People ask whether putting an Edge Firewall on a Windows computer is a good idea.
When the Trustworthy Computing initiative started in 2003, we realized that to ship a security product from Microsoft, we had to establish credibility. So the ISA team made sure to invest all of the needed resources and to fully implement SDL – the Microsoft Security Development Lifecycle process.
I was hired by the company to drive this process in 2003. This is what we implemented across the 2004 and 2006 release of ISA Server:
1. Threat Modeling – Together with subject matter security experts we performed a security design review for each component to identify design weaknesses, evaluate security architecture, identify threats to be tested and ensure that default settings are secure.
2. Manual and Automatic Code Reviews – We’ve ensured that all code undergoes human code reviews and that that all issues detected by static code analysis tools, such as PREfast, are fixed, to ensure code has no vulnerabilities.
3. 3rd party penetration (pen-testing) – We employed the services of the best pen-test companies in the industry to perform security audit and penetration testing of the product.
4. Pen-testing and fuzzing – Our internal pen-test team tested every component for security vulnerabilities, especially buffer overruns. Moreover, to facilitate this work the ISA Server team developed the FuzzGuru fuzzing framework that was later adopted by many other teams in Microsoft and is used to look for buffer overruns and access violations.
5. Monitoring public security research – We track security research in areas relevant to ISA Server – HTTP, VPN, PKI, proxies, firewalls, etc. I personally spend hours reading mailing lists, such as BugTrack and DailyDave, reviewing security research papers from DefCon/BlackHat/Usenix and other conferences. I regularly monitor CVEs – security vulnerabilities of other products. For each of them I evaluate whether it or a similar one may affect ISA Server.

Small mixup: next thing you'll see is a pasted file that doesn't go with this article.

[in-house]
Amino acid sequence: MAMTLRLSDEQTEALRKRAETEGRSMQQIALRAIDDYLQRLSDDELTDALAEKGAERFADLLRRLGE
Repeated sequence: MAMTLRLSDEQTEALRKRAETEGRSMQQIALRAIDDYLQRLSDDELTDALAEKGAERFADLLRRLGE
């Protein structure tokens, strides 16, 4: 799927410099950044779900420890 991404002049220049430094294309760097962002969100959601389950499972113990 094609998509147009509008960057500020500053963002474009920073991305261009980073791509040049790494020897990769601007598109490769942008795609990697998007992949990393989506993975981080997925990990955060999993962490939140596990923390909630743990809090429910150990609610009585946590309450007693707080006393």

6. We review the user interface and product documentation to ensure they clearly provide security best practices.
7. We regularly ship service packs fixing security vulnerabilities for shipped products, when we find new ones using pen-testing methodologies and tools that emerged since the previous release.
A search on http://www.microsoft.com/technet/security/current.aspx shows the benefits of this process – as of this writing, you would not see any bulletins for ISA Server 2004 or ISA Server 2006. Of course, this doesn’t guarantee there won’t be any, as with break-throughs in penetration testing methodologies things may emerge in the future. Naturally, if such are found, the MSRC will do what we always do: investigate the issue fully and take appropriate steps to protect customers.
One could say that ISA Server security was determined not by ISA Server itself only, but also by platform it runs on – the Windows Server operating system, which ships security bulletins monthly. This is true, so we invest in hardening and locking down the OS by disabling services with high attack surfaces (e.g. the Server service) and by having a tight inbound and outbound firewall system policy, which blocks or restricts the majority of the protocols through which OS could be attacked.
So putting Windows-based ISA Server on the Edge is a great way to secure your networks!
Lead Program Manager
Forefront Edge Server